What SureID is doing to help prevent child abductions
According to a report from the National Center for Missing and Exploited Children, approximately 800,000 children are reported missing each year in the United States.
Ernie Allen, the former president of NCMEC has made it his life’s mission to combat child abductions. By being a board member at SureID, Allen has helped us build identity assurance technologies that could save children’s lives.
“There are still thousands of children who do not make it home each year and more who fall victim to sexual exploitation,” Allen said to the Washington Post. “Every child deserves a safe childhood. A lot more needs to be done.”
How NCMEC got started
More than 20 years ago, Allen encountered horrifying stories of child abductions daily as a public service worker in Kentucky. After hearing far too many stories about child sexual exploitation, abductions, and murders, he spoke with the Federal Justice Department and urged them to create a national strategy against missing children.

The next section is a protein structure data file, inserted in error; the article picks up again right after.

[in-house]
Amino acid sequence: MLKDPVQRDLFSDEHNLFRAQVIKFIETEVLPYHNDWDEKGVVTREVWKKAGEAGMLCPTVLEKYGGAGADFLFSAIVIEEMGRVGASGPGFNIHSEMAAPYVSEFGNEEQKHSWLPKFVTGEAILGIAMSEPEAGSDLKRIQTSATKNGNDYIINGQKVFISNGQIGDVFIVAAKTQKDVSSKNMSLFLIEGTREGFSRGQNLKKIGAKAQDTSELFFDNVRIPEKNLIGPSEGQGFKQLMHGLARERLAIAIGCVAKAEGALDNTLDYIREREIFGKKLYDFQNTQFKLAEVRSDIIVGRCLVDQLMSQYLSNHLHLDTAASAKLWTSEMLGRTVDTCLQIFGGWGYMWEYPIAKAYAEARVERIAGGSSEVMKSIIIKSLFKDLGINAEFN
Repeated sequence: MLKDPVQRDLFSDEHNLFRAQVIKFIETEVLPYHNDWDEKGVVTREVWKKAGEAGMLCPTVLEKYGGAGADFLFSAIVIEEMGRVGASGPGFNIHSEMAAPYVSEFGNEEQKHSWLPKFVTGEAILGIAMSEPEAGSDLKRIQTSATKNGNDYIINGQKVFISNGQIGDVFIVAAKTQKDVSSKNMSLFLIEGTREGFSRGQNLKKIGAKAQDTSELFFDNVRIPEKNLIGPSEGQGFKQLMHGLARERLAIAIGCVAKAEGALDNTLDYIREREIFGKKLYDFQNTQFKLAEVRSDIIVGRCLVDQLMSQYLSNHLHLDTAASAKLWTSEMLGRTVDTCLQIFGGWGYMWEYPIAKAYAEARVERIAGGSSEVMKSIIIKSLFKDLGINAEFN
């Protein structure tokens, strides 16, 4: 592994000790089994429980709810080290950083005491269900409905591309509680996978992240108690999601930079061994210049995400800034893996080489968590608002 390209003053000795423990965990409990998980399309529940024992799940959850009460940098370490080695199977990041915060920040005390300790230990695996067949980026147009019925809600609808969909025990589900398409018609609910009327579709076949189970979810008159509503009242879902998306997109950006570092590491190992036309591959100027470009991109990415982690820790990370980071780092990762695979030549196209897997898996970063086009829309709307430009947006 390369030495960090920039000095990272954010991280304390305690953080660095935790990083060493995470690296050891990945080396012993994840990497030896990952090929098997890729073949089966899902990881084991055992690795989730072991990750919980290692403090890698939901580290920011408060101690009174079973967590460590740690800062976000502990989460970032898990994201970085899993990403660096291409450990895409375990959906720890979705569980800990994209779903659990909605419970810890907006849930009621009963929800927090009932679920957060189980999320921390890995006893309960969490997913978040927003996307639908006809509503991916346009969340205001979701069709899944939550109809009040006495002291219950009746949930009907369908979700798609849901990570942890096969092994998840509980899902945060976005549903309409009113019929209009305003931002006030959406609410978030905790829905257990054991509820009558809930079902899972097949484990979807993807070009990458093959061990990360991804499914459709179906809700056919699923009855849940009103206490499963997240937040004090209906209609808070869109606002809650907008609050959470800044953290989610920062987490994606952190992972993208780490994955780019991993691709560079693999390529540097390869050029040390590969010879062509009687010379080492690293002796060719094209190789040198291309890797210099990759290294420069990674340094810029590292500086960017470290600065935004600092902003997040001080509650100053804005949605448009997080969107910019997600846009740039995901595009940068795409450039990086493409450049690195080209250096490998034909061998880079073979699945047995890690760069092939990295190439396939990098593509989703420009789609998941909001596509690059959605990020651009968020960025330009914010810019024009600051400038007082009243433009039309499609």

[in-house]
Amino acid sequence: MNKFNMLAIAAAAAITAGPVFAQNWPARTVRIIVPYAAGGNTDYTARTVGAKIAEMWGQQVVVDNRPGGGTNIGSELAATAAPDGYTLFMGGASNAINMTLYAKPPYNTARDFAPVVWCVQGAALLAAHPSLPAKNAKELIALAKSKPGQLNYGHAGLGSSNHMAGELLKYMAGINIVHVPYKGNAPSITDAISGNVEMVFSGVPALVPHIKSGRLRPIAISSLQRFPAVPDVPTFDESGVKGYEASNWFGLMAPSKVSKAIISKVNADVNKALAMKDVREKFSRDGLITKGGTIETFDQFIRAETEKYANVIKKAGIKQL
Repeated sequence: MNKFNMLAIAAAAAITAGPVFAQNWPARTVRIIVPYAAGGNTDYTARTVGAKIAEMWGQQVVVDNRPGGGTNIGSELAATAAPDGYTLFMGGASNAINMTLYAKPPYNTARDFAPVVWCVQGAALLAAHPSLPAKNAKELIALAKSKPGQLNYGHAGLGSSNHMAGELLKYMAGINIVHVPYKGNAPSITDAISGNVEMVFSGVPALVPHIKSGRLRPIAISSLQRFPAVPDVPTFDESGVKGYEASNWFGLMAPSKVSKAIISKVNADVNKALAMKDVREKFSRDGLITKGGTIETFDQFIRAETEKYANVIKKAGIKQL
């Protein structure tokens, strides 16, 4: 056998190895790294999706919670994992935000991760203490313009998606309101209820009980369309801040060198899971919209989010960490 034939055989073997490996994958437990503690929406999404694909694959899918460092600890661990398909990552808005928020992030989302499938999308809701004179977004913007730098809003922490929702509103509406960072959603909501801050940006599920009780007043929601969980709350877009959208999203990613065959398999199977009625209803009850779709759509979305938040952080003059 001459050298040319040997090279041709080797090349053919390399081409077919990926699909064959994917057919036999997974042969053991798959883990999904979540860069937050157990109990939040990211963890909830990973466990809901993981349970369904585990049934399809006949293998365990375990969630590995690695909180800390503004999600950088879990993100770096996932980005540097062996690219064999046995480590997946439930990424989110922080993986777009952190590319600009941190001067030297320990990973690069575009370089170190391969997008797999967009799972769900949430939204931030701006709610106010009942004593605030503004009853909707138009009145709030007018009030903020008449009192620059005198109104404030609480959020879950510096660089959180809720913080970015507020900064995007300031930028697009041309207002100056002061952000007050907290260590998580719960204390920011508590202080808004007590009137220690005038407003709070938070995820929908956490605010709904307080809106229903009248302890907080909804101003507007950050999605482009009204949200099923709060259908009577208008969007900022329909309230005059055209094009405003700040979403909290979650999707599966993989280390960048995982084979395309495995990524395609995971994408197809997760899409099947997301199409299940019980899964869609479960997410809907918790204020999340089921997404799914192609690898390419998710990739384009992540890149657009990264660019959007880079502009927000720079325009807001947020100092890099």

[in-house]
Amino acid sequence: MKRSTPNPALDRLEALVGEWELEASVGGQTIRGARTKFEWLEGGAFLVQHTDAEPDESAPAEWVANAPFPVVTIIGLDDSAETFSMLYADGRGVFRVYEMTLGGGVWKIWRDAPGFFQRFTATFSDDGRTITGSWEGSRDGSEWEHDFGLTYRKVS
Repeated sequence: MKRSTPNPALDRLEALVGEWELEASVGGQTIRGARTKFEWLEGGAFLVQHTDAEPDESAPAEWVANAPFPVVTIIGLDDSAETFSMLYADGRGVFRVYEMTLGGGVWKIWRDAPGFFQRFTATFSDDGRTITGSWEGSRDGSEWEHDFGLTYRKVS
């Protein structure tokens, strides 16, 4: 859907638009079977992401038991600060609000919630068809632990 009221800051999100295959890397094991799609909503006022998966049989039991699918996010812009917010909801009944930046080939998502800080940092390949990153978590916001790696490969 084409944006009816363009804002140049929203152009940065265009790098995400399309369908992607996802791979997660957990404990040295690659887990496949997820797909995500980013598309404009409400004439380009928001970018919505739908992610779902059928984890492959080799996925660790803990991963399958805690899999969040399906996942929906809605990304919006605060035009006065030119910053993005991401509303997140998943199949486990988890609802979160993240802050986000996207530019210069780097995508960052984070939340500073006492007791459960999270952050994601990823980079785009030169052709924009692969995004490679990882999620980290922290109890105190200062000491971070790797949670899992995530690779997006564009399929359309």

The department heard his plea, but it didn’t gain traction until Allen met John and Reve Walsh in 1981. The Walshes became leading advocates against child abductions after their son, Adam was abducted and murdered. After their meeting, Allen and the Walshes founded the NCMEC.
From the beginning, NCMEC made great strides in protecting children.
“In 1984, police could enter information about stolen cars, stolen guns and even stolen horses into the FBI’s national crime computer, but not stolen children,” Allen said. “That is not the case today [because of NCMEC]. More missing children come home safely today, and more is being done today to protect children than any time in the nation’s history.”
After building the NCMEC for more than 20 years, Allen came to SureID to help produce technologies that prevent children from going missing in the first place.
SureID’s technologies help protect children
Allen and the rest of the SureID team have developed fingerprinting services for individuals and identity verification tools that ensure that any coaches, teachers, or volunteers who are certified through our systems have clean background checks and are safe for your children to be around.
“… Technology play(s) a key role in revolutionizing the way America searches for missing children,” Allen said. “The partnership that we have built with the technology industry has enabled [organizations such as] NCMEC to obtain and use cutting-edge technology to address problems as well as anticipate problems before they emerge.”